The HEFESTOS scoring system is useful for stratifying risk for hospitalization or mortality in patients with heart failure (HF) decompensation, according to a study published in ESC Heart Failure.

For the international HEFESTOS study, researchers enrolled a derivation cohort of patients with HF (mean age 82.2±8.03 years; 56.3% women) from 14 Barcelona health care centers and a primary care cohort of individuals in primary care (mean age 79.3±10.3 years; 47.6% women) from 9 other European countries.

The respective rates of HF with preserved ejection fraction in the derivation vs validation cohorts were 72.1% and 58.5%, respectively; the respective rates of mortality or hospitalization during the first 30 days following a decompensation episode were 30.5% and 26.0% (P =.225). The correlation between outcome and categorical variables was assessed using a chi-squared test, and differences between continuous variables were assessed using a Student’s t-test. A risk score was developed using multivariable logistic regression models.


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Several predictors of risk were identified: worsening dyspnea (odds ratio [OR], 2.5; P =.001); paroxysmal nocturnal dyspnea (OR, 2.25; P =.01); orthopnea (OR, 2.16; P =.01); New York Heart Association functional class III or IV (OR, 2.11; P =.001); crackles (OR, 2.35; P =.01); heart rate over 100 bpm (OR, 2.72; P =.002); oxygen saturation less than or equal to 90% (OR, 4.98; P <.001); and previous HF­-related hospitalization (OR, 2.45; P <.001).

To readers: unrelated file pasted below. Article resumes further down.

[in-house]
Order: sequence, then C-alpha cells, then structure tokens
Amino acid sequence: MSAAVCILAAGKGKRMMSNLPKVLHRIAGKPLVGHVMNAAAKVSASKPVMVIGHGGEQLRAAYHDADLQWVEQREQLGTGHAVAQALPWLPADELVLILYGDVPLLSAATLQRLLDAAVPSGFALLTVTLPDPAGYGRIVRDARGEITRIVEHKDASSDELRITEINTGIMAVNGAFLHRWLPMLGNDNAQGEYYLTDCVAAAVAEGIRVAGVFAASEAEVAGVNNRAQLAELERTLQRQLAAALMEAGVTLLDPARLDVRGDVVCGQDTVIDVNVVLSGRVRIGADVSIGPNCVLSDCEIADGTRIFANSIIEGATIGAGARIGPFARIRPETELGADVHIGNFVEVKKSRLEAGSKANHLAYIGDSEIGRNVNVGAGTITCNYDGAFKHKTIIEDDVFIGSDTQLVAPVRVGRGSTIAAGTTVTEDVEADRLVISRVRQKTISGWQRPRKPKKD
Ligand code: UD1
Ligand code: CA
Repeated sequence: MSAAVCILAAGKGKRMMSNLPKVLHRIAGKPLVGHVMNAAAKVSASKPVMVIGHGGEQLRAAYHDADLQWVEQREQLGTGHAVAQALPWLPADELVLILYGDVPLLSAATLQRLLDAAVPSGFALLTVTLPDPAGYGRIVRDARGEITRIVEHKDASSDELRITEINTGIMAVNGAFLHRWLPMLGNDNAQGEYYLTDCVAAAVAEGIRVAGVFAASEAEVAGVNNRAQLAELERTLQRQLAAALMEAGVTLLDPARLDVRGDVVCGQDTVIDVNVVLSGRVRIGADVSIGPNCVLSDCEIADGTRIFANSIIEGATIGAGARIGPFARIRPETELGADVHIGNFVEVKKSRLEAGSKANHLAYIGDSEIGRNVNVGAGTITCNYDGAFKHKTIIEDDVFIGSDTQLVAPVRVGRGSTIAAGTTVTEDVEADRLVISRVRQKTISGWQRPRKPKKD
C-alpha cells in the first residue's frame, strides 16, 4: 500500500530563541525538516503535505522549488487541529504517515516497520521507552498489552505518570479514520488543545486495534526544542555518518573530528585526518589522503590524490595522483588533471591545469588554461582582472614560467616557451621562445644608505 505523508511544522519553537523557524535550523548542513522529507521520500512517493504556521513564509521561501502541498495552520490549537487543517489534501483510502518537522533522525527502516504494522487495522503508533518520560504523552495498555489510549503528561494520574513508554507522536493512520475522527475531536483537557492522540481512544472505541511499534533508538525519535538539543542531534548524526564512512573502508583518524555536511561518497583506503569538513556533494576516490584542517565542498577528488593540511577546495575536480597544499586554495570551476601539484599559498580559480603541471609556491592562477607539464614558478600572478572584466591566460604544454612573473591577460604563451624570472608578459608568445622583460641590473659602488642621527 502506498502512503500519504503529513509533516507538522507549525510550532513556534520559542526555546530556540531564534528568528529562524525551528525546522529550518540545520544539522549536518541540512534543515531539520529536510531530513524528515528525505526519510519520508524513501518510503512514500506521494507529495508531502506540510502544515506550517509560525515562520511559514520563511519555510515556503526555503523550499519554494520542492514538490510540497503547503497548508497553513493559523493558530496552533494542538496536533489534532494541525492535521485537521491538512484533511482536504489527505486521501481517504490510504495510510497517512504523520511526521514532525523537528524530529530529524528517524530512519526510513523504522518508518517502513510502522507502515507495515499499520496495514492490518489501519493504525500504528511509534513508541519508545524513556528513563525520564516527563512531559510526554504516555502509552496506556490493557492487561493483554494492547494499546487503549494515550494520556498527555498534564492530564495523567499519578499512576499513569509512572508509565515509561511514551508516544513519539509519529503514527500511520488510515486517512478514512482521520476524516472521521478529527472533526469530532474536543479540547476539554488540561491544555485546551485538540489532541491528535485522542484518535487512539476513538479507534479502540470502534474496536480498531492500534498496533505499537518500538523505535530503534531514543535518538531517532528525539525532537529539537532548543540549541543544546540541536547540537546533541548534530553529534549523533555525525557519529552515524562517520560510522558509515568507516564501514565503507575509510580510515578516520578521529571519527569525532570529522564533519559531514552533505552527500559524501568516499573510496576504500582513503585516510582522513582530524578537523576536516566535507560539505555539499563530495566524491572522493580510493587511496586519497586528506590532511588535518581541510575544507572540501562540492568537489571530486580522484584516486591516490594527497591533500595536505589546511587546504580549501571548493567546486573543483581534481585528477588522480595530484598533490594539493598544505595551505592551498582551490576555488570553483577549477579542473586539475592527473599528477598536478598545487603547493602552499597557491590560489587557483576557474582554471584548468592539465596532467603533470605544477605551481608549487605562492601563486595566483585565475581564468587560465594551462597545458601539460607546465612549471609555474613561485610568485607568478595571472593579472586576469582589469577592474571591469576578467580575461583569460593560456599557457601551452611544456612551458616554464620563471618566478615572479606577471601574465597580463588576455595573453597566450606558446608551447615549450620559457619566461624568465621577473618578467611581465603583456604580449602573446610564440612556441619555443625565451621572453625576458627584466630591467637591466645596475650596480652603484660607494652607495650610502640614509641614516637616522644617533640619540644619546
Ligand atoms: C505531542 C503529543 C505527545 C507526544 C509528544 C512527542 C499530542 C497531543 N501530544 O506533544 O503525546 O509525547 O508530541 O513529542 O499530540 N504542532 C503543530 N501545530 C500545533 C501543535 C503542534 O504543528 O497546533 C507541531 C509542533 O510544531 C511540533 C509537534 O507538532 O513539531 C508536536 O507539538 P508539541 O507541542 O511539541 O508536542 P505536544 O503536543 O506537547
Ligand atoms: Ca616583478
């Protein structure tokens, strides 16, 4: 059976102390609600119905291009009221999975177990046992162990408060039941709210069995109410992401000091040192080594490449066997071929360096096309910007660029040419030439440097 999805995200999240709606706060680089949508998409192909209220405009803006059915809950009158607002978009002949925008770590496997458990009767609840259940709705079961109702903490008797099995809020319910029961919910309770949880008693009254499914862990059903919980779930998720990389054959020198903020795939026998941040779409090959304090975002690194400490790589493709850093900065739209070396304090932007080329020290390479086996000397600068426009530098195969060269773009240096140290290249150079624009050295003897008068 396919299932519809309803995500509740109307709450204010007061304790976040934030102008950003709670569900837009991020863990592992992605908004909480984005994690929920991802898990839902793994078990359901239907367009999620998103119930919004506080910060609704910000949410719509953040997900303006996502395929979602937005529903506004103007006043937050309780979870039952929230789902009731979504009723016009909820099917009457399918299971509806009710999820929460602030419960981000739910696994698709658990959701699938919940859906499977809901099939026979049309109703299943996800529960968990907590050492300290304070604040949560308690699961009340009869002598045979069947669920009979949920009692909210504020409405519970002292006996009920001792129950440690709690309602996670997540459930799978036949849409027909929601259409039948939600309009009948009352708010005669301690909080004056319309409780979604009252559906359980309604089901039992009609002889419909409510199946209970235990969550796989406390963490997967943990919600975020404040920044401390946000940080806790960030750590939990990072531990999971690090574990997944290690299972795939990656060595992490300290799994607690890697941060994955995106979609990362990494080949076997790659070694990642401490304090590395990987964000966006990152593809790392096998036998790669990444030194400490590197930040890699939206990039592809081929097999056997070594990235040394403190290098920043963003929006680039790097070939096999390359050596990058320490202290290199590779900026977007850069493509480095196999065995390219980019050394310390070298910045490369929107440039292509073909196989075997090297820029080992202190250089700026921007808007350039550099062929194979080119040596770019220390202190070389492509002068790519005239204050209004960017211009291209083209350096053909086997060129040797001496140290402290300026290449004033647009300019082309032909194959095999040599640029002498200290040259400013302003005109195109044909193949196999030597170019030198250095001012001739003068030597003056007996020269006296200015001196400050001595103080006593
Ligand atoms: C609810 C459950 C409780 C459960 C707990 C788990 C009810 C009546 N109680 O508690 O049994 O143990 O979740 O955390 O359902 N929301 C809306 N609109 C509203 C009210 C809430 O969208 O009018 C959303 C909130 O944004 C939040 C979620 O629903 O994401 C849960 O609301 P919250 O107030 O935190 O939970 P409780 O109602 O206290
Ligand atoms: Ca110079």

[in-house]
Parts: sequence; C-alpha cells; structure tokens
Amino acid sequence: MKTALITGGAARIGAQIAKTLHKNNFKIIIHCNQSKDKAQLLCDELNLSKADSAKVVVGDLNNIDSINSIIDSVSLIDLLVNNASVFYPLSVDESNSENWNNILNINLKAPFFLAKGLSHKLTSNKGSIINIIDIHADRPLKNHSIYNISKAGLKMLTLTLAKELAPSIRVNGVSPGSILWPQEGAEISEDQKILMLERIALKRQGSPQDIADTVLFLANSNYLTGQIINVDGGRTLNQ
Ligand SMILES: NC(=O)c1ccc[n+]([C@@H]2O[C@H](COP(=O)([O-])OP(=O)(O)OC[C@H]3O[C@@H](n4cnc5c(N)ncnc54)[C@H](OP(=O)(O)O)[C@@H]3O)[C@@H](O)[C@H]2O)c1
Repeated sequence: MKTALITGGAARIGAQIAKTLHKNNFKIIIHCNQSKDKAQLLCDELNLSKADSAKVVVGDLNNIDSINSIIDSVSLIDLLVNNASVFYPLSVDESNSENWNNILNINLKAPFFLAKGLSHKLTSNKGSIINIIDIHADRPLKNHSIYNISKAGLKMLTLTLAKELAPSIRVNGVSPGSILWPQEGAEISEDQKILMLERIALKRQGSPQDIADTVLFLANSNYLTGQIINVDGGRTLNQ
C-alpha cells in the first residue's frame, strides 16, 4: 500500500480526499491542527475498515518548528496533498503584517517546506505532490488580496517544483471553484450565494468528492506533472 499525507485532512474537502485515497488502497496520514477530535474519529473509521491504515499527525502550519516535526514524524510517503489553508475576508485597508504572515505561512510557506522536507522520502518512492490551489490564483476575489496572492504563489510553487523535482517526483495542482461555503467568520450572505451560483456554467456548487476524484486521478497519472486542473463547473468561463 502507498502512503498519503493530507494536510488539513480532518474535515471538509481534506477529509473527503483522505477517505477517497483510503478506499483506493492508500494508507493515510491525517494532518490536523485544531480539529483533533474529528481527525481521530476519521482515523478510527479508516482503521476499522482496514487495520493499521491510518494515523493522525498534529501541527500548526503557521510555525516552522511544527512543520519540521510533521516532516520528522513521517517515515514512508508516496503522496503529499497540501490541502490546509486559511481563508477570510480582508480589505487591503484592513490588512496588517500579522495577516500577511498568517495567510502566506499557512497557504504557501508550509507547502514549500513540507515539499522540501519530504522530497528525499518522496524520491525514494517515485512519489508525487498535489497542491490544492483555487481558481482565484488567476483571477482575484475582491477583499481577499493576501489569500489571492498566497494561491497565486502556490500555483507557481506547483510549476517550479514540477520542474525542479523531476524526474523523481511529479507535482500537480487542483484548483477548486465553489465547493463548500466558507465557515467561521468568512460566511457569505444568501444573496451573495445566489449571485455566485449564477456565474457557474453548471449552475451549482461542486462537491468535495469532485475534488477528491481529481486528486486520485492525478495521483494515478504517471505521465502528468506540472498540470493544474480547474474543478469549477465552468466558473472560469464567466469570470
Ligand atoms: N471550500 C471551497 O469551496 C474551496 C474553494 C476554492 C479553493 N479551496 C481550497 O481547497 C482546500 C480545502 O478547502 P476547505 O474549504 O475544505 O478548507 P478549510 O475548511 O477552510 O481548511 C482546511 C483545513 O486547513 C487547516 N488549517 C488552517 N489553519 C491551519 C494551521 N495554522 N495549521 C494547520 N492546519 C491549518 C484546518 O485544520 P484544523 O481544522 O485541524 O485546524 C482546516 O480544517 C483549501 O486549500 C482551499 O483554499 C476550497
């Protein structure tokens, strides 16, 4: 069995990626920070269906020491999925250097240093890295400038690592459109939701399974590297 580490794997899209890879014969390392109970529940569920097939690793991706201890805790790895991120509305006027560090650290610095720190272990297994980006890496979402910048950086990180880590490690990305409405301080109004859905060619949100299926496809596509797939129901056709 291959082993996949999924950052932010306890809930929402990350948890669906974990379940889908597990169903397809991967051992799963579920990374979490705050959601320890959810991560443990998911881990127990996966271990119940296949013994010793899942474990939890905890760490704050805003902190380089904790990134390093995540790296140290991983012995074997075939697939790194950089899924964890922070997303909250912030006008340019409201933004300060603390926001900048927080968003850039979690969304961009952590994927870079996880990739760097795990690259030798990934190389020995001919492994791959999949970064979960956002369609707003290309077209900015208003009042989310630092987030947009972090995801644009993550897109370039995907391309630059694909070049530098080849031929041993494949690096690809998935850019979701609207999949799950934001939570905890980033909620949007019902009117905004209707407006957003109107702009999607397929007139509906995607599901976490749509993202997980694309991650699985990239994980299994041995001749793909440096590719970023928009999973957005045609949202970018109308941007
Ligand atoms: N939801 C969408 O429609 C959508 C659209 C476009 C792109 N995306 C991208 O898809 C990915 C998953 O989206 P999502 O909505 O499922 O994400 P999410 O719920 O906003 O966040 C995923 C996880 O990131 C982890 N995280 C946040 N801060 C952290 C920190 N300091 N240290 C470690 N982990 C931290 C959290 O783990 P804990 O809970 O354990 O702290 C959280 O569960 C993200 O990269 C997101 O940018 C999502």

The derivation cohort had an area under the curve of 0.807 (95% CI, 0.770-0.845) compared with 0.73 (95% CI, 0.660-0.808) in the validation cohort (P =.08). There were 3 risk groups with respect to probability of hospitalization or mortality within 30 days of decompensation episode: low (<5%); medium (5-20%); and high (>20%). Low risk corresponded to scores less than or equal to 3; medium 4-7; and high greater than or equal to 8.

Within the derivation cohort, the cumulative outcome incidences for the low-, medium-, and high-risk groups were 2.7%, 12.8%, and 46.22%, respectively. For the validation cohort, they were 9.09%, 12.9%, and 39.68%, respectively.

Limitations to this study include potentially limited generalizability and difficulty in ensuring consecutive recruitment.

“The HEFESTOS score is a usable tool based on variables easily collected in primary care. It stratifies the risk [for] death or hospitalization in [HF] patients presenting decompensation,” the study authors said.

Reference

Verdu-Rotellar JM, Abellana R, Vaillant-Roussel H, et al. Risk stratification in heart failure decompensation in the community: HEFESTOS score. ESC Heart Fail. Published online November 22, 2021. doi:10.1002/ehf2.13707